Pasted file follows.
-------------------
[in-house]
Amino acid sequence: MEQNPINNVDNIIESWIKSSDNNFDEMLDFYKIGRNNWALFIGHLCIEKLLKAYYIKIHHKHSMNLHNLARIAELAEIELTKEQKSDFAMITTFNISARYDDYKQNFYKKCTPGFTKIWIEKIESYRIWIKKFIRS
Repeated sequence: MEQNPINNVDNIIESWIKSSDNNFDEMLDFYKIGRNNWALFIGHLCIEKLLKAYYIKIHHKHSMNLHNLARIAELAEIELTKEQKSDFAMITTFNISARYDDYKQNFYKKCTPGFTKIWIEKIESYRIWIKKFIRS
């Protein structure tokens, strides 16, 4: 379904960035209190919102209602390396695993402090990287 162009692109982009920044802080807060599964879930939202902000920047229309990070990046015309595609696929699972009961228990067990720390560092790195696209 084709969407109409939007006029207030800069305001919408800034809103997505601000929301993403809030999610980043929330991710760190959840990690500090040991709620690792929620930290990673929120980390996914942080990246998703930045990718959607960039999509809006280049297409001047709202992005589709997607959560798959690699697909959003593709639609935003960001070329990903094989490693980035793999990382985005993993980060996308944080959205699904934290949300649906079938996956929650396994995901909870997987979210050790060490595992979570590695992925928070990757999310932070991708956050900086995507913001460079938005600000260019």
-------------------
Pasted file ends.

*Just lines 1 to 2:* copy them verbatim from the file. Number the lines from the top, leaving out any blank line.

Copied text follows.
[in-house]
Amino acid sequence: MEQNPINNVDNIIESWIKSSDNNFDEMLDFYKIGRNNWALFIGHLCIEKLLKAYYIKIHHKHSMNLHNLARIAELAEIELTKEQKSDFAMITTFNISARYDDYKQNFYKKCTPGFTKIWIEKIESYRIWIKKFIRS